Finally, every commentator is influenced by the ideas of his time that seem to be so powerful, and therefore of great consequence, which could be so during a particular epoch, but prove not to be so with the passage of time. Moved by those ideas or forces, a commentator might try to give the verses of the Qur'an a new meaning, sometimes at the expense of certain basic and universal truths. This can seriously affect the way in which his readers understand the Qur'an.
The conclusion therefore is that anyone who has not done a course of study in the tafsir of the approved type, but, instead, applies himself to the other type ‑ the tafsir bi 'l‑ra'yi ‑ runs the great risk of ending up with ideas that might not be true, half true or altogether wrong.
Therefore, every serious student of the Qur'an must learn enough Arabic to be able to read the Qur'an himself, directly, and without dependence on a translation to an extraordinary degree. It is only after he has spent sufficient time with the Qur'an (and, in addition, the Sunnah), that he can turn his attention to the translations and commentaries as further aids. It is only those for whom it is beyond their capacity to learn the language that might resort to dependence on translations and commentaries alone, although, to remain in consultation with the scholars is a necessary requirement for not getting misled on concepts.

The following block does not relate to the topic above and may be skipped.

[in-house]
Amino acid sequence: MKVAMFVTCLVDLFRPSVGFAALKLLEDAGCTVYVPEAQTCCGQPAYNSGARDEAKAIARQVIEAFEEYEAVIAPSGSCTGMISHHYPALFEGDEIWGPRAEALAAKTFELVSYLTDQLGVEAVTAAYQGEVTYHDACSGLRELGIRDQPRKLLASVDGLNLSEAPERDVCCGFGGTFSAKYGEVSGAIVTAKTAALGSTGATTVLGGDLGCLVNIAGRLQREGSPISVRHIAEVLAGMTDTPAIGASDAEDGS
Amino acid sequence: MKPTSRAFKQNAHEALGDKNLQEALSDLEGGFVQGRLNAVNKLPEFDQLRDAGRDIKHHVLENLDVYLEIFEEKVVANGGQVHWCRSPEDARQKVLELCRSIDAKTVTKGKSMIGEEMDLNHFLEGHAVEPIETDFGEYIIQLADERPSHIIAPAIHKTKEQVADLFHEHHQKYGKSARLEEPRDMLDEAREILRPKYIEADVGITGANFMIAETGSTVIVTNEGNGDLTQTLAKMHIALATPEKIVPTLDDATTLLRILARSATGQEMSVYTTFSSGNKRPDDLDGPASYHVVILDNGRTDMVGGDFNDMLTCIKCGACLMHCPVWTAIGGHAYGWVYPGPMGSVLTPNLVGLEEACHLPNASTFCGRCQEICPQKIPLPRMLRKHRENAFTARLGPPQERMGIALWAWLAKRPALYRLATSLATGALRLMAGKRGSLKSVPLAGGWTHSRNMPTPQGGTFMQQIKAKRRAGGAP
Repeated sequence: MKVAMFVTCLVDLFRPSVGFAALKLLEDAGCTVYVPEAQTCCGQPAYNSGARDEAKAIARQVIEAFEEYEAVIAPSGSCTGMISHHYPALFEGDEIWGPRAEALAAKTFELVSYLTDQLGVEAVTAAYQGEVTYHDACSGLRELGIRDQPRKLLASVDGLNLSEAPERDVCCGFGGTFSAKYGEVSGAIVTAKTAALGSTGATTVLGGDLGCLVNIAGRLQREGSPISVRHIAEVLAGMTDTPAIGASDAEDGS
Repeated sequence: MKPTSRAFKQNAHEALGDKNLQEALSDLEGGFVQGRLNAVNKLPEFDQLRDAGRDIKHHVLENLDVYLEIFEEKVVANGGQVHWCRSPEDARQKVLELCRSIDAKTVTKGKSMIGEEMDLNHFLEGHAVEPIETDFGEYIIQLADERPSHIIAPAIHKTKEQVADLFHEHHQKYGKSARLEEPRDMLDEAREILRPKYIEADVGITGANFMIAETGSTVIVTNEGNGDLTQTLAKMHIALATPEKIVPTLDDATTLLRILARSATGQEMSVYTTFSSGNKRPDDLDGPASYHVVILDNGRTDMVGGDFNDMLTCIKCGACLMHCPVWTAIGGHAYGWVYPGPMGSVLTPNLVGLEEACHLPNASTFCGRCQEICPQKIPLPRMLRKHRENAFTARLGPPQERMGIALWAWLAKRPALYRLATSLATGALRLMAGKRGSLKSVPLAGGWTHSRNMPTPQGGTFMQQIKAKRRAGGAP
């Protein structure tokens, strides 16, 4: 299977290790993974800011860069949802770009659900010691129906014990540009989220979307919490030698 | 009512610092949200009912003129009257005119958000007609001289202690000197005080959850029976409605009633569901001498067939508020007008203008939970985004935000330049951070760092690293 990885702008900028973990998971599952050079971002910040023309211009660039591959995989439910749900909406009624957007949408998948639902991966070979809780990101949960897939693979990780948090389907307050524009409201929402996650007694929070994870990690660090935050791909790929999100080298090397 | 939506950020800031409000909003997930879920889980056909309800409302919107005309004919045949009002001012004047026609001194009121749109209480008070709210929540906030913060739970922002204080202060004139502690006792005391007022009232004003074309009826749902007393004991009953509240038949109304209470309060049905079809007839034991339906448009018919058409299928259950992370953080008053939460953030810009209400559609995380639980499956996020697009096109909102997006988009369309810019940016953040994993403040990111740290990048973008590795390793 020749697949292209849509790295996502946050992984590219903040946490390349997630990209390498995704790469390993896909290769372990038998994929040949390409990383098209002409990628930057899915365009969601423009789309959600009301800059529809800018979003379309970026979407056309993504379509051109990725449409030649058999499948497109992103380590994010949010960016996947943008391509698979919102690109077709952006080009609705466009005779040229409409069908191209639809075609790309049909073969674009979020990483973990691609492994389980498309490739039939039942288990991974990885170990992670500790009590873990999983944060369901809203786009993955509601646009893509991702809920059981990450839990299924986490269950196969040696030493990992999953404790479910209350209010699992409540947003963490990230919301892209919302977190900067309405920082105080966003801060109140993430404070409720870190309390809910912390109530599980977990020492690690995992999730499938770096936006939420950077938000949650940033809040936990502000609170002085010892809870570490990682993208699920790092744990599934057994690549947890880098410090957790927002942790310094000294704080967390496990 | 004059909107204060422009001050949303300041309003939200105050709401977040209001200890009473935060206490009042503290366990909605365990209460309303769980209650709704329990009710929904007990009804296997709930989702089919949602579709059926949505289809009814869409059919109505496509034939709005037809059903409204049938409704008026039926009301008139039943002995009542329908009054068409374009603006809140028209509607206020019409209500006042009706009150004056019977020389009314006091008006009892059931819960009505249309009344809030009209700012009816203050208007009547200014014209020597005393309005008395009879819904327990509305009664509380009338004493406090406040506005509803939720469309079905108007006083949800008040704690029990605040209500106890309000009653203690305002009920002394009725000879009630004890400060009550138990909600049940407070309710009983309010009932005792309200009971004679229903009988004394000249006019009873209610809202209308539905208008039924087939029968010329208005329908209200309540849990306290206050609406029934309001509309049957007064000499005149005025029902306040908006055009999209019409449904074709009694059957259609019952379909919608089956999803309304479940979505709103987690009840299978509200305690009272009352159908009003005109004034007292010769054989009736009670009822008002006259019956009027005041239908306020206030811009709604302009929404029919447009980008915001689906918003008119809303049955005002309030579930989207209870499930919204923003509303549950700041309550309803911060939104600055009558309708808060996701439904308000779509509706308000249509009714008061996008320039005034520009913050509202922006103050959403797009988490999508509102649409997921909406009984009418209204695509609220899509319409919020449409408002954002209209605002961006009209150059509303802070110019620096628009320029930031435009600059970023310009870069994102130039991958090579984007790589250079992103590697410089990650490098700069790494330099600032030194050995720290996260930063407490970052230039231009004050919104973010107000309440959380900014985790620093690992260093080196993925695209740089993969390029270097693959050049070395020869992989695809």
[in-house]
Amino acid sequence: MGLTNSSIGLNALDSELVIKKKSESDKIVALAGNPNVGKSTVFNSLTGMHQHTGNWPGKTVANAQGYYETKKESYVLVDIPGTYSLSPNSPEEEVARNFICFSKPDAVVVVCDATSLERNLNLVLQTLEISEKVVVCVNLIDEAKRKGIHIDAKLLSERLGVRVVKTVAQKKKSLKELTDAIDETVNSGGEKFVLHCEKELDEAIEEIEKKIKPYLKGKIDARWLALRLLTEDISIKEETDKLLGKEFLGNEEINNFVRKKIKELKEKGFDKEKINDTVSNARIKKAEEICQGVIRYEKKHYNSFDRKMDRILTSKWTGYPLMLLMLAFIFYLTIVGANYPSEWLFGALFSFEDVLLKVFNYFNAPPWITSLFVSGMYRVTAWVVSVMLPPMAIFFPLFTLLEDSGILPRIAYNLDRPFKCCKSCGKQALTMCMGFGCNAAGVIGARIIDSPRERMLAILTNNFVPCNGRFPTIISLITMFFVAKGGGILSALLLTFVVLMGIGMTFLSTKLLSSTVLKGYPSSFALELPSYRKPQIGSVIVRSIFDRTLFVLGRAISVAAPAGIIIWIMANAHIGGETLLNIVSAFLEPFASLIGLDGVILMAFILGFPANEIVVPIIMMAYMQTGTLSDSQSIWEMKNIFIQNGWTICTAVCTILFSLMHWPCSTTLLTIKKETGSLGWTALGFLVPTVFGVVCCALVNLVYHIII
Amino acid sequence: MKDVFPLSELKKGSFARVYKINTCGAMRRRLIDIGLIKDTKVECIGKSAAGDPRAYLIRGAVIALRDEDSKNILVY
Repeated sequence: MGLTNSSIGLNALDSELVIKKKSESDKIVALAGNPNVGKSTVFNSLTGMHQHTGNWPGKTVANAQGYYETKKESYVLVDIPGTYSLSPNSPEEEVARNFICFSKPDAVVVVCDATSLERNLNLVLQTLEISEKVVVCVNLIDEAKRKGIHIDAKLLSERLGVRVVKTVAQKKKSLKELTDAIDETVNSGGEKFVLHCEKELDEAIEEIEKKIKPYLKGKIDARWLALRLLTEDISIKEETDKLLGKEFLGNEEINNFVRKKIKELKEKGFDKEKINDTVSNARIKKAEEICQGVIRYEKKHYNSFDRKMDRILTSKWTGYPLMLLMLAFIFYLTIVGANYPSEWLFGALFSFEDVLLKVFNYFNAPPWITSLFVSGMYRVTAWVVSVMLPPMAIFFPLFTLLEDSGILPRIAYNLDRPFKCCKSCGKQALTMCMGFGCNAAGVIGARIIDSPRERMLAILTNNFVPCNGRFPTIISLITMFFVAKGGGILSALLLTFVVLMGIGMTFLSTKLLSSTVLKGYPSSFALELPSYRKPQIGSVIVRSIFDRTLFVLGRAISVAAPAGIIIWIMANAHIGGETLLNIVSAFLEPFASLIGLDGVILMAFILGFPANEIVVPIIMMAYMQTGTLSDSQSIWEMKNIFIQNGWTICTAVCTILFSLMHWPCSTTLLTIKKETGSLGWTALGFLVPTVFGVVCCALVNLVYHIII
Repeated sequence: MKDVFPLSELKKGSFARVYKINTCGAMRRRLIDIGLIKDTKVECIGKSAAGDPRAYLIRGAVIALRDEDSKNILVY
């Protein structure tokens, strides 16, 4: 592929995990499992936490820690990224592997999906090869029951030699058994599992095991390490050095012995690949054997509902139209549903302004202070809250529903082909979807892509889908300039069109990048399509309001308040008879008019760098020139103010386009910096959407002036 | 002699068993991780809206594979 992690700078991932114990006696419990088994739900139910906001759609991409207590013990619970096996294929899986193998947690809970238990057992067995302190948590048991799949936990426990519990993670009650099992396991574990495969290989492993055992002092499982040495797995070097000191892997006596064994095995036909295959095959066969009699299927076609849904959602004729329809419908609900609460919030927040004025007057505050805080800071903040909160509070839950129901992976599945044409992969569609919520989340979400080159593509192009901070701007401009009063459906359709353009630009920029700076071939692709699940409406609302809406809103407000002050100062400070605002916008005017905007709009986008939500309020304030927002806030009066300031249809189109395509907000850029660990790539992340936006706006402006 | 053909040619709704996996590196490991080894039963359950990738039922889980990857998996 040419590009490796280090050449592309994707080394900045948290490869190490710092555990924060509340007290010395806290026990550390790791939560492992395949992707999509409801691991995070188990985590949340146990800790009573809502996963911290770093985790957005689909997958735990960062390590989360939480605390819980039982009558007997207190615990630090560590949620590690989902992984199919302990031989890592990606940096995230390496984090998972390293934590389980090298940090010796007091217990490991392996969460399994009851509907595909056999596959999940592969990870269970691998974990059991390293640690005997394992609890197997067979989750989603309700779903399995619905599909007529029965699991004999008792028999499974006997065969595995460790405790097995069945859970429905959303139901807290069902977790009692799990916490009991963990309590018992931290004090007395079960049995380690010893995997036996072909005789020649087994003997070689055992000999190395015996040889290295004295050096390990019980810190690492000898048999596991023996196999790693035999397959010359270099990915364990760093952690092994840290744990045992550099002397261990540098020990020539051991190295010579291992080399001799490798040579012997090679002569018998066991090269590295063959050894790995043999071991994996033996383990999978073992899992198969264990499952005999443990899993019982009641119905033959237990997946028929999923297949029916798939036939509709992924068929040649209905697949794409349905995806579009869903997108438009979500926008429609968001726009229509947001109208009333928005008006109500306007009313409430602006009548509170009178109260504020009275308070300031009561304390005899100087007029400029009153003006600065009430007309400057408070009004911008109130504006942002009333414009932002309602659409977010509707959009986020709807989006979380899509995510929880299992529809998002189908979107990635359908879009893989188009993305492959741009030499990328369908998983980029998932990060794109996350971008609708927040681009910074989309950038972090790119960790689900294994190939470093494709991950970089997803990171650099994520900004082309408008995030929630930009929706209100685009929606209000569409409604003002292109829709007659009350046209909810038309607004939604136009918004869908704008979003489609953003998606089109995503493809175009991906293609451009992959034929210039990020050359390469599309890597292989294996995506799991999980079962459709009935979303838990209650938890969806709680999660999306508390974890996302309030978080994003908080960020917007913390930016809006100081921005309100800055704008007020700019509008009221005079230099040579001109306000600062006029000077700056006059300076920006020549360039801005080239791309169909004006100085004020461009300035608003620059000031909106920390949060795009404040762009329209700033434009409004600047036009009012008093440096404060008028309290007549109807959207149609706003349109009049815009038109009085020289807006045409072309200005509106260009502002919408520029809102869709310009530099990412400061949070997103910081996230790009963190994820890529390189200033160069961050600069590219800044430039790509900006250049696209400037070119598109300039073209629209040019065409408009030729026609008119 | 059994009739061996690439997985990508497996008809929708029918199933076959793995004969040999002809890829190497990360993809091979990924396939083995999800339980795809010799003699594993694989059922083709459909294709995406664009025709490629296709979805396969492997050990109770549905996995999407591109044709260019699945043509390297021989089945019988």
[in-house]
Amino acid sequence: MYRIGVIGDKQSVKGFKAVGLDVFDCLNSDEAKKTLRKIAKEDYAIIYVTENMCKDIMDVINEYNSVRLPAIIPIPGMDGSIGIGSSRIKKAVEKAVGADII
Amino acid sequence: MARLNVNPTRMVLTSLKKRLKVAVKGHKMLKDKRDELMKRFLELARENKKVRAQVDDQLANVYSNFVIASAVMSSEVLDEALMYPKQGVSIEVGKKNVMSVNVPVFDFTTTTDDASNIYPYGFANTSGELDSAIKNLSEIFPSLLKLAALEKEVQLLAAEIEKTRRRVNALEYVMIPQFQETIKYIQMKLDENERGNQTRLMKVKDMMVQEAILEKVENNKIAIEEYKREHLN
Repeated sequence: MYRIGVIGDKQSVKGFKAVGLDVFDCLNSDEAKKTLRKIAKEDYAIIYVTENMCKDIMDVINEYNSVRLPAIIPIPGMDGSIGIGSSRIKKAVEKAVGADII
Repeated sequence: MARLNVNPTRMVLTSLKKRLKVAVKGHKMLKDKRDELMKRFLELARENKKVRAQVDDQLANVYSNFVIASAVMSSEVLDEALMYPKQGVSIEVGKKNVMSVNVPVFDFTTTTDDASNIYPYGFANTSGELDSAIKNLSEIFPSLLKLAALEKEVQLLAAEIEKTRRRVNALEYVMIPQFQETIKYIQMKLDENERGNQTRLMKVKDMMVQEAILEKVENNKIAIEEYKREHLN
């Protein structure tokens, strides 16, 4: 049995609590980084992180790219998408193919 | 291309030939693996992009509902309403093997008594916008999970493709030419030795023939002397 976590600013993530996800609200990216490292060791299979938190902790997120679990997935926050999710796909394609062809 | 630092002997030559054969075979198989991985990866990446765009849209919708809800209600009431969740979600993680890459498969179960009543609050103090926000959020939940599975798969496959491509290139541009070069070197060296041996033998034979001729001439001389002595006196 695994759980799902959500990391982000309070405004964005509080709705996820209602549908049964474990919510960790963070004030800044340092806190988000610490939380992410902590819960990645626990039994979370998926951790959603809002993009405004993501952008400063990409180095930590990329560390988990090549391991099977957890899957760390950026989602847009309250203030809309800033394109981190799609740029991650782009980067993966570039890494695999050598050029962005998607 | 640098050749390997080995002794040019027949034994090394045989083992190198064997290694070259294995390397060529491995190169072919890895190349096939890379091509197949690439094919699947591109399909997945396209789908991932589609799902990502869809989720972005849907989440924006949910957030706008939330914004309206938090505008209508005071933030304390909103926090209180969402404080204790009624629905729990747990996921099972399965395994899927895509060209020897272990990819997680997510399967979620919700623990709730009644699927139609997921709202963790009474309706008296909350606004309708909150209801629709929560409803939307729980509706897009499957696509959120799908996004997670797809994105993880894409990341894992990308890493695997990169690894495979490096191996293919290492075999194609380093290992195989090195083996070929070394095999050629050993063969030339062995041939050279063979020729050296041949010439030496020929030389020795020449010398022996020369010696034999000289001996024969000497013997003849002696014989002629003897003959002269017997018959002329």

Interpretations
Al-Tafsir bi 'l Ma'thur
The safest way to derive the right meaning of any part of the Qur'an is to seek its explanation within the Qur'an itself. What is stated in brief at one place is detailed at another, and what is ambiguous at one point is supplemented with elaborations elsewhere. Also, the Qur'an deals with a subject in a variety of ways, at different points, and with emphasis on different aspects in different contexts. The complete meaning can only be obtained by collecting together, either on paper or in the mind, all relevant verses, seeking connections that become apparent with contemplation. The Qur'an then should be understood in the first instance with the Qur'an itself.

The Hadith
Next, one should turn to the hadith. The ahadith are in reality a commentary on the Qur'an. Allah (swt) not only revealed the Word to the Prophet but also its meaning. A verse (4:105) says, "Surely We have sent down a Book to you (O Muhammad) with Truth so that you may judge between the people by what Allah shows you (as its true meaning)."